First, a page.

The PyeongChang Winter Olympics in South Korea Debuts the Darkest Building on Earth

London-based architect Asif Khan reveals his latest project at the 2018 PyeongChang Winter Olympics in South Korea. Described as the "darkest building on earth," this pavilion gives the illusion of outer space.

Commissioned by Hyundai Motor as part of a global mobility initiative, British architect Asif Khan coated his 32-foot-high temporary structure with an intensely dark black material called Vantablack VBx2.   

What makes this sprayable version of the original Vantablack unique is how it is able to absorb 99 percent of any light that hits its surface, diminishing its three-dimensionality and creating an illusion of a startling black void in broad daylight. 

The structure has the appearance of a framed view into the depths of outer space.

"From a distance, the structure has the appearance of a window looking into the depths of outer space. As you approach it, this impression grows to fill your entire field of view. So on entering the building, it feels as though you are being absorbed into a cloud of blackness, " Khan explains.

The black façade represents the Universe—the origin of Hydrogen.  

Khan has been working with the manufacturers of Vantablack since 2013 and first suggested using the materials in his shortlisted proposal for the UK Pavilion at the Milan Expo 2015. 

Khan worked with Hyundai to encapsulate its vision for the future of motoring through architecture, design and visitor experience.

The facades of the pavilion are punctuated by thousands of tiny white lights which—during the day—simulate the view into space from that particular point on earth. 

The above image captures what it is like to enter into the "water room."

The interactive water droplets inside the building are inspired by individual Hydrogen molecules and the technology behind Hyundai’s new Hydrogen Fuel Cell vehicle. 

Inside the structure, Khan has designed a vast "water room," which is a multi-sensory hydrophobic water installation that emits 25,000 singular water droplets every minute. 

Visitors can interact with a series of haptic sensors, which then creates new rhythms as droplets continually collide, join, and split across the water landscape. The flow of individual droplets collect, grow, and build into a "lake" that drains and reappears within minutes.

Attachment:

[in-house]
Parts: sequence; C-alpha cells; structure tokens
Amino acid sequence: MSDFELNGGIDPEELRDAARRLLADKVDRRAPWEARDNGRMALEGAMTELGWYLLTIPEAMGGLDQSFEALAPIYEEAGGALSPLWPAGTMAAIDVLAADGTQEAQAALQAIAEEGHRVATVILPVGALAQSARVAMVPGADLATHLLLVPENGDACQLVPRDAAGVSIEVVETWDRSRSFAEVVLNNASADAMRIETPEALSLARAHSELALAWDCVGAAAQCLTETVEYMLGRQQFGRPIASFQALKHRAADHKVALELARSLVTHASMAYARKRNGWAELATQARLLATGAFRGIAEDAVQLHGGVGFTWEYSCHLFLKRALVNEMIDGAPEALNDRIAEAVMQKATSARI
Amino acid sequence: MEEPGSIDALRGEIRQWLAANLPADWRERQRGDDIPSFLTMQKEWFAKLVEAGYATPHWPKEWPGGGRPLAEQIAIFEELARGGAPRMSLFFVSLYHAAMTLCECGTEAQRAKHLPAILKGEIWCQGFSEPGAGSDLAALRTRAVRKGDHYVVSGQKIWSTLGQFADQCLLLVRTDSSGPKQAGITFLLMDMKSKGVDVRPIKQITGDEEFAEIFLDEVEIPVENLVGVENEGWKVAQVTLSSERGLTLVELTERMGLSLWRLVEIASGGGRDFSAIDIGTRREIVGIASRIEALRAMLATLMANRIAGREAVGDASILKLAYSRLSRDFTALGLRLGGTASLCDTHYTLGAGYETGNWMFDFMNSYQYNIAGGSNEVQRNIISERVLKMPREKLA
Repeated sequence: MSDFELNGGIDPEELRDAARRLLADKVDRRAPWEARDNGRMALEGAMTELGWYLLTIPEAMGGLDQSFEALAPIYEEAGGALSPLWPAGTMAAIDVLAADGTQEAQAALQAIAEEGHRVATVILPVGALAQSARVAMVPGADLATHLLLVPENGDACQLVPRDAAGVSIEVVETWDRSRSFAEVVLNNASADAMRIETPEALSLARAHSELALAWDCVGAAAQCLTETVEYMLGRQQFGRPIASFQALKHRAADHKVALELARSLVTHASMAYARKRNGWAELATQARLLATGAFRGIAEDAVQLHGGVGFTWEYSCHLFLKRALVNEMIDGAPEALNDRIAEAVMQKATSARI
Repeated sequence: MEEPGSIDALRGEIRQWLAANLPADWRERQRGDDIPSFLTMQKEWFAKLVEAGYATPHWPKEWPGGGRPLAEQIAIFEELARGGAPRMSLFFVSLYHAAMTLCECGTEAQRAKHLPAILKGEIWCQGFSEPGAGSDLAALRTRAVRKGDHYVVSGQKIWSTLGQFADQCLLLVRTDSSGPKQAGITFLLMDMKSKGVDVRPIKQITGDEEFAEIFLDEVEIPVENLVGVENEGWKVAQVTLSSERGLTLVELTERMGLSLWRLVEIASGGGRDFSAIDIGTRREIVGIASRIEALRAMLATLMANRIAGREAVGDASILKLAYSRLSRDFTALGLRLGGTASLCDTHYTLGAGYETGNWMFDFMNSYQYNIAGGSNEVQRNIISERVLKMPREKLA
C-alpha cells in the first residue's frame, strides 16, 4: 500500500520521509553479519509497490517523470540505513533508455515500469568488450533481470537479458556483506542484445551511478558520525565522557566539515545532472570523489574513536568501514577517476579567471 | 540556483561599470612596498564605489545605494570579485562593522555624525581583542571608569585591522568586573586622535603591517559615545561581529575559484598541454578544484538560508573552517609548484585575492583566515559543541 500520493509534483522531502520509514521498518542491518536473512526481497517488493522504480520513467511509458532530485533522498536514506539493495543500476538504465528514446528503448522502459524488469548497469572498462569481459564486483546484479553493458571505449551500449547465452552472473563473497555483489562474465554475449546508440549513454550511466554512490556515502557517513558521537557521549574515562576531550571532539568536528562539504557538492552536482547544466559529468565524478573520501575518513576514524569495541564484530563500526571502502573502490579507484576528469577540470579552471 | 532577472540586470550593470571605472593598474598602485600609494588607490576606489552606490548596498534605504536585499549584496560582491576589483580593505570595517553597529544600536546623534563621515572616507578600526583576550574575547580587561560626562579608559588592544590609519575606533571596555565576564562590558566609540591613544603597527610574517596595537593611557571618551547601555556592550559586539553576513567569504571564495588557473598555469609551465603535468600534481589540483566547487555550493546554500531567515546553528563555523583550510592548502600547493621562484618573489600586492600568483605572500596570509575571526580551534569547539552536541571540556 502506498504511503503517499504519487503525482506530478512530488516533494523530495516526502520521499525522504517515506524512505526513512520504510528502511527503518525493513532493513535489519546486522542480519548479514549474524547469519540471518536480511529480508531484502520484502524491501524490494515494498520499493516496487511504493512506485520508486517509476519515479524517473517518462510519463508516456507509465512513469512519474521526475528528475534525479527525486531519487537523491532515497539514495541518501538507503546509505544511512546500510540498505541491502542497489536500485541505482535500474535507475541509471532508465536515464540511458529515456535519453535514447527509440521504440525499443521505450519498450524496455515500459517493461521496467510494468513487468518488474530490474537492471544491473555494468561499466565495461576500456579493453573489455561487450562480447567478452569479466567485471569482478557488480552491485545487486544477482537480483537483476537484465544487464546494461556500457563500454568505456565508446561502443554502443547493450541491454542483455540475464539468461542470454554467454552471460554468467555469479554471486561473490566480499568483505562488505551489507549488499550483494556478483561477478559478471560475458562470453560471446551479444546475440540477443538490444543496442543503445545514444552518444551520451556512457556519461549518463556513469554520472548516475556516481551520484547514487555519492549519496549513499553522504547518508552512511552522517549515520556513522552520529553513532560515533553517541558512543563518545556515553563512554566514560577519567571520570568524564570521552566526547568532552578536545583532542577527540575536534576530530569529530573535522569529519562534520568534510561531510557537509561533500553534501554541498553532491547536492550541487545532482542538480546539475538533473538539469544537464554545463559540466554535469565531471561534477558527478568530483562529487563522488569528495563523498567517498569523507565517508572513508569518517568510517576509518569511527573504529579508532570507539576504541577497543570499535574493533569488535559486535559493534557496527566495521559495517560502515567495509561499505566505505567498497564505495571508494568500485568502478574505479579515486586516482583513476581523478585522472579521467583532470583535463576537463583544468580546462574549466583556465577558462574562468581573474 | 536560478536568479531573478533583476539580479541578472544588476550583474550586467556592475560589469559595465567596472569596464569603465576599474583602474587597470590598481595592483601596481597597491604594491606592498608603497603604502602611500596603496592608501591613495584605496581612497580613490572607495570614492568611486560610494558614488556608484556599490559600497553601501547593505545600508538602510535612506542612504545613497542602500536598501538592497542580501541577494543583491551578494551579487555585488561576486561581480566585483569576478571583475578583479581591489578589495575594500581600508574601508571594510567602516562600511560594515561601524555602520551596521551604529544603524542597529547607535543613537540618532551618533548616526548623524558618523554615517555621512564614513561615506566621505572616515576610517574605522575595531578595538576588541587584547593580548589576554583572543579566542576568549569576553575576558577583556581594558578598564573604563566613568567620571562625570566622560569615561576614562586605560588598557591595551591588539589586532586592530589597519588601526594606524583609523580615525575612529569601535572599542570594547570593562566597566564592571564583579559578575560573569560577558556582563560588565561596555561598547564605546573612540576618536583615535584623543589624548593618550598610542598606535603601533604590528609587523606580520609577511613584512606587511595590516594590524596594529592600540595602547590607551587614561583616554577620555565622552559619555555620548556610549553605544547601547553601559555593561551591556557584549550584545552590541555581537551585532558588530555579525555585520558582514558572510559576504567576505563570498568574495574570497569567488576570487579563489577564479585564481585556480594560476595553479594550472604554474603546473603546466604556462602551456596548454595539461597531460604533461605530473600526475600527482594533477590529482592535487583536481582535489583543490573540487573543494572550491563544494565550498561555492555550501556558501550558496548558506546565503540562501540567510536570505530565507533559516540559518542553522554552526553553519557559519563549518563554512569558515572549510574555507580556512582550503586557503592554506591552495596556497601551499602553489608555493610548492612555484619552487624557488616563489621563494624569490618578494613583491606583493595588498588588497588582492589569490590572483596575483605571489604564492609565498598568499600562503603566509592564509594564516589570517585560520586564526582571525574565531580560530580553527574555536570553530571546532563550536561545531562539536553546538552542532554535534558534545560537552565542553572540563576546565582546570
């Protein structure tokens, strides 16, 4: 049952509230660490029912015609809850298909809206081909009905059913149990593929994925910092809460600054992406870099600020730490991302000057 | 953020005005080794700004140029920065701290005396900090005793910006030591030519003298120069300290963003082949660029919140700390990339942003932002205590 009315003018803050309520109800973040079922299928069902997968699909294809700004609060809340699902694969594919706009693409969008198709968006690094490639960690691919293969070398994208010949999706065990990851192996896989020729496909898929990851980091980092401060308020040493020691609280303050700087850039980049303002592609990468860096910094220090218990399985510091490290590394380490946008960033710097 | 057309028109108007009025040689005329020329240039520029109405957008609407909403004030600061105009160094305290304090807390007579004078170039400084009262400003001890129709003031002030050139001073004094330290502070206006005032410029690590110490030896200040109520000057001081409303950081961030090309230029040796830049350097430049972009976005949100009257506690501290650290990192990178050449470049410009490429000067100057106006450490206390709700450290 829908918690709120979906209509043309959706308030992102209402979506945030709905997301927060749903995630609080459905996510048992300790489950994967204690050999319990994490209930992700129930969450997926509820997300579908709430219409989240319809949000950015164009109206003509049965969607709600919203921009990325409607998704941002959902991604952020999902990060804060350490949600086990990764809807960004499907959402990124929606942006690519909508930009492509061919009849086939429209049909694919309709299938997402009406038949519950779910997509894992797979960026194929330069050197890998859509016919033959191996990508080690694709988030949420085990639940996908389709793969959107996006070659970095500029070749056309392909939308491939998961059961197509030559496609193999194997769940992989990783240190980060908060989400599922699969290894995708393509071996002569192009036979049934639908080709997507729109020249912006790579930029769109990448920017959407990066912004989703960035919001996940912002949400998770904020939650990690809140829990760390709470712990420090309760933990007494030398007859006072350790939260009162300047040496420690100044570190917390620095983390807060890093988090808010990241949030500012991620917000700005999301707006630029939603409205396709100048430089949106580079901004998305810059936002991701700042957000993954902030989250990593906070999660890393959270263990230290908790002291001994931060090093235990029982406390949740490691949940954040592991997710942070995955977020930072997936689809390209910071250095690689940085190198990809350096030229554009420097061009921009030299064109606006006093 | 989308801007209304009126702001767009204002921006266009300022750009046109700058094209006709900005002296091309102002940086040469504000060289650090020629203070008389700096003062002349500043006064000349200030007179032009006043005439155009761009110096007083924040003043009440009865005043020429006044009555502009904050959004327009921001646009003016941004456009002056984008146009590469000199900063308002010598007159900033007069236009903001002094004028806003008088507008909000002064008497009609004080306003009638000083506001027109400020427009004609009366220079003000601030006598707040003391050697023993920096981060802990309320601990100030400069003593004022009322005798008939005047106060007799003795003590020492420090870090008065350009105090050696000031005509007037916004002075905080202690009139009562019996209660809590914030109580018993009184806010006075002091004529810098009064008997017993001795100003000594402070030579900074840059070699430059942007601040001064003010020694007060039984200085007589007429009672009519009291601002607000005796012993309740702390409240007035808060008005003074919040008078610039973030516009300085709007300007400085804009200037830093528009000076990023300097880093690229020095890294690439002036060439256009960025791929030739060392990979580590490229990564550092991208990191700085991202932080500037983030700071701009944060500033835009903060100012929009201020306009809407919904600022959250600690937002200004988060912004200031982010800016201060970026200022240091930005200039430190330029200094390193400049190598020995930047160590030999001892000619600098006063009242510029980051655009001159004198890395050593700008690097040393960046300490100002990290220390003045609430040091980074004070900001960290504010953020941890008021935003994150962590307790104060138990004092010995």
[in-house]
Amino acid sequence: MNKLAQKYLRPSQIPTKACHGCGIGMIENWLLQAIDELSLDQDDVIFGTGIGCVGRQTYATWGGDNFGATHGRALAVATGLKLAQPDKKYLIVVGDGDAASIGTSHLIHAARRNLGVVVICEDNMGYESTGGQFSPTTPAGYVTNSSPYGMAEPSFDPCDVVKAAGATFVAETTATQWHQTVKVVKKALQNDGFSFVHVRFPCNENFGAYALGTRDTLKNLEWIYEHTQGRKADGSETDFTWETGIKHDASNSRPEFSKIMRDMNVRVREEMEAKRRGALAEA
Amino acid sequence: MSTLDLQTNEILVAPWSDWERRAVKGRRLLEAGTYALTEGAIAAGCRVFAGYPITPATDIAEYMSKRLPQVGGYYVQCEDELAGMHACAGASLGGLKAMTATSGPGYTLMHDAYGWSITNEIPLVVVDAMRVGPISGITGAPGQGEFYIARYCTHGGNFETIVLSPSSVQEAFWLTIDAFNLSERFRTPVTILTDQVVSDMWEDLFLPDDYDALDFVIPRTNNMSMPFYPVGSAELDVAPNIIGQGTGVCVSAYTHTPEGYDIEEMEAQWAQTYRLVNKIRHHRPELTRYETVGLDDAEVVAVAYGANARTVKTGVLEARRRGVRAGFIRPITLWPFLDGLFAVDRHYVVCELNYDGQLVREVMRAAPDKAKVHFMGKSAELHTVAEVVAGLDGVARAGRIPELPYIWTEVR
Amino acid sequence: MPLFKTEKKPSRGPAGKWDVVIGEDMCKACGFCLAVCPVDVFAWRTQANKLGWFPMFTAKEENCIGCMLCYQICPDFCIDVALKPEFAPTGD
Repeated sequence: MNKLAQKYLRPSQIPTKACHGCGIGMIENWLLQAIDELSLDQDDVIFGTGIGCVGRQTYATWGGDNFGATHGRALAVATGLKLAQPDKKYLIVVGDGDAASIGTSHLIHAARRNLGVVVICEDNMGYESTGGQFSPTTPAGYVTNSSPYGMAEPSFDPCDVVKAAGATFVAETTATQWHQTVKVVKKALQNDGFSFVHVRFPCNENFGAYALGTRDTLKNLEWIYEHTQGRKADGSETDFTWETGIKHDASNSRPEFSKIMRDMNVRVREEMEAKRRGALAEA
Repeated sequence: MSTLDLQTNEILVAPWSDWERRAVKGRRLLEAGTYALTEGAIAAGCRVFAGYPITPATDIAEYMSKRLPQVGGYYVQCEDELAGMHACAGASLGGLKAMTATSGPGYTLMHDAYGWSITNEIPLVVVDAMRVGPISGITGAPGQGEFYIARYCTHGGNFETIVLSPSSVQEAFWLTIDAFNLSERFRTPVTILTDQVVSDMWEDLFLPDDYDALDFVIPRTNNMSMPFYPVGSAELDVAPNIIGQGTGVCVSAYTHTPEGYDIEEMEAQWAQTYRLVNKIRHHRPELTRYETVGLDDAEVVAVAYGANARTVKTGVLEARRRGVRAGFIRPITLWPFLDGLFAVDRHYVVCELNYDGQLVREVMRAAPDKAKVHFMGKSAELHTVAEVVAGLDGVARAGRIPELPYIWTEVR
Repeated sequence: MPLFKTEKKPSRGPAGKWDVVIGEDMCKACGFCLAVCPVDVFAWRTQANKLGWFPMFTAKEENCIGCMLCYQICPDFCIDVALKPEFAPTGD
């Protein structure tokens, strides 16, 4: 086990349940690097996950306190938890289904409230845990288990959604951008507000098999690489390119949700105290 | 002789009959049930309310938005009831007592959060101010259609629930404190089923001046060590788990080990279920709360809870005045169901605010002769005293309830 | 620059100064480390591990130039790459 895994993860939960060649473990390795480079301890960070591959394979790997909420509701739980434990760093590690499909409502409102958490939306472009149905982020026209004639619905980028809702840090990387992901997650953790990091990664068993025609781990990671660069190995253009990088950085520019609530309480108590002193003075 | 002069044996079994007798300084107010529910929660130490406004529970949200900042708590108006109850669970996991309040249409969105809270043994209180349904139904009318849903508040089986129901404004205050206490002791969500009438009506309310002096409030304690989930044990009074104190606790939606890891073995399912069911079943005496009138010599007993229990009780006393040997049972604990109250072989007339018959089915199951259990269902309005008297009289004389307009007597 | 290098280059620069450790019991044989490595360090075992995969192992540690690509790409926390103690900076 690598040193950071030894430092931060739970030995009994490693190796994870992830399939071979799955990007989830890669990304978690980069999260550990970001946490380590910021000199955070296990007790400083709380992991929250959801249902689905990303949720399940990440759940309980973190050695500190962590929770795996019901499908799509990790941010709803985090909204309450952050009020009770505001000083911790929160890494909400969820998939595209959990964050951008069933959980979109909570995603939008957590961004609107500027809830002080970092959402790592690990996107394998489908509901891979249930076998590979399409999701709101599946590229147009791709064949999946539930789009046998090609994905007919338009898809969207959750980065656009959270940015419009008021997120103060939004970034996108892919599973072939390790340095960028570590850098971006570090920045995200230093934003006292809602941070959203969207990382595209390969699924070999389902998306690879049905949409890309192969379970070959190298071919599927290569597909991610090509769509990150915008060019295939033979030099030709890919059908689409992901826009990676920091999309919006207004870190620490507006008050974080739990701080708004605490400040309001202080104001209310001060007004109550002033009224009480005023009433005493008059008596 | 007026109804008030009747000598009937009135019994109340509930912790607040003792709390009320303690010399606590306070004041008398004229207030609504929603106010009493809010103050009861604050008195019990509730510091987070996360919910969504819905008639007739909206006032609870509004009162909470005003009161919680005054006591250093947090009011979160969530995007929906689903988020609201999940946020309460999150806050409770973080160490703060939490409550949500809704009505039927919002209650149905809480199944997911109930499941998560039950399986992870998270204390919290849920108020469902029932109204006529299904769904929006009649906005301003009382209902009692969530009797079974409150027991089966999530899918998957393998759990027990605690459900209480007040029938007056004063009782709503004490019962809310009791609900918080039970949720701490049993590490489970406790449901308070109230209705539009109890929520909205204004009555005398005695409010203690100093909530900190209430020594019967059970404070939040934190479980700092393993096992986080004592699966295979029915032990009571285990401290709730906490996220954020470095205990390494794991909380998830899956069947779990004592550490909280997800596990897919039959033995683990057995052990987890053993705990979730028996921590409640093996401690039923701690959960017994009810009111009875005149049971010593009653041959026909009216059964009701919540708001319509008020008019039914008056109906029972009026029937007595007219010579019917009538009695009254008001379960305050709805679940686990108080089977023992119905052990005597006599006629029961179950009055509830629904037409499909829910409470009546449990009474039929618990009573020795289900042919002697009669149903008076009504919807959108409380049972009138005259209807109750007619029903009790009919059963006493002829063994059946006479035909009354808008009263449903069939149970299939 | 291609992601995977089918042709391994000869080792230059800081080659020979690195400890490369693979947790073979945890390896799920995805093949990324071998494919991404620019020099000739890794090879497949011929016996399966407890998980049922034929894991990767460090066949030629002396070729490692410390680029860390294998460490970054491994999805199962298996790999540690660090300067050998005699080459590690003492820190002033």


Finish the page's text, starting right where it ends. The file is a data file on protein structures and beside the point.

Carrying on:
Visitors interact with sensors causing 25,000 water droplets to travel along the channels per minute.

Once the droplets have collected, they then collide and split before being pooled into a lake.

"The water installation visitors discover inside is brightly lit in white. As your eyes adjust, you feel for a moment that the tiny water drops are at the scale of the stars. A water droplet is a size every visitor is familiar with," Khan expresses in a statement. 

"In the project, I wanted to move from the scale of the cosmos to the scale of water droplets in a few steps. The droplets contain the same hydrogen from the beginning of the universe as the stars." 

The building also references the traditional temple architecture of South Korea. 

The illuminated lights make you feel as if you are staring into space.

Hyundai Motors commissioned the pavilion as part of a series of projects that highlight the company's mission to enhance the lives of people through ease of mobility—the automobile maker is pioneering technology for the world’s first Hydrogen Fuel Cell vehicle.

Above is another view of Khan's stunning structure. 

Project Credits:

Architect of Record: Asif Khan 

Main Contractor: Hyundai Engineering

Interactive Engineer: iart 

Facade coating: Surrey NanoSystems 

Corian fabrication: Cutting Edge 

Structural Engineer: AKTII 

Environmental Engineer: Atelier Ten Environmental 

Sound: Why Do Birds? 

Interior contractor: GL 

Local Architect: Unsangdong 


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